By Emmett Berg
On the evening of June 22, 1938, the world turned towards two fighters in a ring in Yankee Stadium. Movie houses paused their films and broadcast the event over loudspeakers. In a country of 130 million people, seventy million Americans listened to the boxing match. "Everyone stopped and listened to the fight. Even the streetcars stopped," remembers Ferdie Pacheco.
The bout pitted the twenty-eight-year-old son of an Alabama sharecropper against the son of a Hamburg sailor. On the eve of the fight, American champion Joe Louis visited the White House, where President Roosevelt gripped his arm and said, "These are the muscles we need to defeat the Germans." Across the Atlantic, Joseph Goebbels had invited boxer Max Schmeling's wife to listen to the fight as it was broadcast live in the middle of the night. It was to be the second shortest championship match in history.
While the world listened, Louis knocked out Schmeling.in just over two minutes. One hundred thousand people poured into the streets of Harlem to celebrate Louis's stunning victory. "It was like we had defeated the Nazis then and there," says trainer Steve Acunto. Patriotism overcame prejudice that night and Americans, white and black, cheered together in Louis's corner.
A new NEH-funded documentary tells the story of Louis and Schmeling and the event that tied them together in history. The Fight will air on PBS's The American Experience in the spring of 2005. They both "came from nothing, and each did what he had to survive," says the film's narrator Courtney Vance. Schmeling adapted himself according to his surroundings: from the intellectual circles of the Weimar Republic, to the scrappy New York boxing scene, to the landscape of fear in Nazi Germany. In a segregated America, Louis broke down racial barriers to become a national hero.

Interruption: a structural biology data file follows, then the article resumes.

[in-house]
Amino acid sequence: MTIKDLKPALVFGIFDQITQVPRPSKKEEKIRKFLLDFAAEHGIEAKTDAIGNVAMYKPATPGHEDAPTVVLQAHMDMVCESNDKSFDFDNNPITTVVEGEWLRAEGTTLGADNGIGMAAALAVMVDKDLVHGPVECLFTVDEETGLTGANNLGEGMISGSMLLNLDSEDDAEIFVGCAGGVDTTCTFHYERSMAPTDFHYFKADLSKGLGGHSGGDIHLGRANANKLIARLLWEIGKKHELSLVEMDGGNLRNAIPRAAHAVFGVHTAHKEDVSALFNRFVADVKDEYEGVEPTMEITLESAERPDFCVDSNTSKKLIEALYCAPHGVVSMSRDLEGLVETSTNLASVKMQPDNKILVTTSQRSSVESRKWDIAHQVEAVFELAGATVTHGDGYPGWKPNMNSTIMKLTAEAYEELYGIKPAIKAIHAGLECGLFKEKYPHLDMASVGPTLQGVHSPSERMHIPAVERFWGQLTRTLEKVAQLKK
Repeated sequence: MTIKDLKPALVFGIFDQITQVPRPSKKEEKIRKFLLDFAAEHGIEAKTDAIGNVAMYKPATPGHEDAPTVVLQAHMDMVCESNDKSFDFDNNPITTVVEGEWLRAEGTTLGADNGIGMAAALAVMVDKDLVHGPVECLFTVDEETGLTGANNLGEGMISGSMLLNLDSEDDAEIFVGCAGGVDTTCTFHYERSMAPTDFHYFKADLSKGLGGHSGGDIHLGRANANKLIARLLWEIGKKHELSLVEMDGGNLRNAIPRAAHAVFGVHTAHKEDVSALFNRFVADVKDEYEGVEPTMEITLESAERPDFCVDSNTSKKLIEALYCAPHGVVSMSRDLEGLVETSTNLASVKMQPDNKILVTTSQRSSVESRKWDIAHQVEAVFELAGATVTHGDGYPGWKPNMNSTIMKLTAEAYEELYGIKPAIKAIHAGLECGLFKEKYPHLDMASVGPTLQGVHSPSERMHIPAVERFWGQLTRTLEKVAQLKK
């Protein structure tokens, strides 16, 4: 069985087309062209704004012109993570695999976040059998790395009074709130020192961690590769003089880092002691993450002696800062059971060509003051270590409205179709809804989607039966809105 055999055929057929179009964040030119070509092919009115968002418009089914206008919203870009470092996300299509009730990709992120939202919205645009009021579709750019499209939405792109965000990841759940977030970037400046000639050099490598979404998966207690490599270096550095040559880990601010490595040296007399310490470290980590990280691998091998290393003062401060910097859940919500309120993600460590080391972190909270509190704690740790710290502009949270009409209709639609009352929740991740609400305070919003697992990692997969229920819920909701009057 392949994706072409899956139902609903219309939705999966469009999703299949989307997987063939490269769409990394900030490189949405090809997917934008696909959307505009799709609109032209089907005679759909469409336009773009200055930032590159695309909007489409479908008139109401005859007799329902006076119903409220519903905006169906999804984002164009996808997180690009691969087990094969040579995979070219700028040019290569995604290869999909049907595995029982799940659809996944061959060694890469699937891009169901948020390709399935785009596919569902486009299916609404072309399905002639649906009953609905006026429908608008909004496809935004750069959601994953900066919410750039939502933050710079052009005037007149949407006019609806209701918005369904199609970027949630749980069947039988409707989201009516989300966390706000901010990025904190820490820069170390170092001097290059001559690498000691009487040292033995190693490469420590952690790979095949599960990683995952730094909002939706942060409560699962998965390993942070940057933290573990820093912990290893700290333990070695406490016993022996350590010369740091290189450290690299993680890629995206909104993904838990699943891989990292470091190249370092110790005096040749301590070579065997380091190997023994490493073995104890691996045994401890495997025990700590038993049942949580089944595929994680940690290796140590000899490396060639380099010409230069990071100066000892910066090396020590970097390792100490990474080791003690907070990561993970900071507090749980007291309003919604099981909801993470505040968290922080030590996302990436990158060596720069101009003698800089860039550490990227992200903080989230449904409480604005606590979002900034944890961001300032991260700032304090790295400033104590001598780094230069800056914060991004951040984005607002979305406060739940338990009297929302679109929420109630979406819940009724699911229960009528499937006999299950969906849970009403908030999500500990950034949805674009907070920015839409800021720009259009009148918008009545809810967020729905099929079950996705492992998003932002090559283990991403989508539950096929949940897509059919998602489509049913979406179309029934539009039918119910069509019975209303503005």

Joe Louis Barrows was born in Alabama and moved to Detroit with his family when he was twelve. With a friend's encouragement, Louis used his weekly fifty cents for violin lessons to rent a locker at Brewster's Eastside gymnasium, where he developed an athlete's physique and a competitor's instinct. Louis dropped Barrow from his name and began boxing full time. Coming off a strong showing in the 1934 Golden Gloves final, he attracted an ambitious manager and trainer, who thought he could be the next world champion.
No black boxer had had a shot at the world title since Jack Johnson had beaten Jim Jeffries in 1910. Johnson had antagonized the white boxing establishment, first by mercilessly pummeling his white opponents and second, by cavorting with white women and disregarding the racial boundaries of the era.
The generation of boxers that followed paid a price for Johnson's boldness—black boxers were shut out from the big fights. Louis's managers began a public relations campaign to sell Louis as a 'good Negro,' a black man whose humility and forbearance were of highest priority. "He had to be seen as a Bible-reading, mother-loving, God-fearing individual. And not to be too black," says historian Jeffrey Sammons. "They set out deliberately to create somebody precisely the opposite of Jack Johnson," says writer David Margolick.
Louis won his first twenty-three fights as a professional boxer—one every two weeks—and became a folk hero in the black community. "We invested so much in Joe Louis," says writer Vernon Jarrett. "He was our nonviolent, violent way of expressing ourselves." In North Carolina, legend holds that an inmate on his way to the electric chair cried out, "Save me, Joe Louis! Save me!"
"In the 1930s, New York was the capital for boxing, the Mecca," says sportswriter Jack Newfield, and Louis had yet to prove himself there. But the biggest venue, Madison Square Garden, would not allow black boxers. Louis's new promoter, Mike Jacobs, finagled a way to stage top-rank interracial boxing in New York by ingratiating himself with the Hearst publishing family and forming the 20th Century Sporting Club; the club promoted Louis's New York debut at the Hippodrome against the Italian giant Primo Carnera.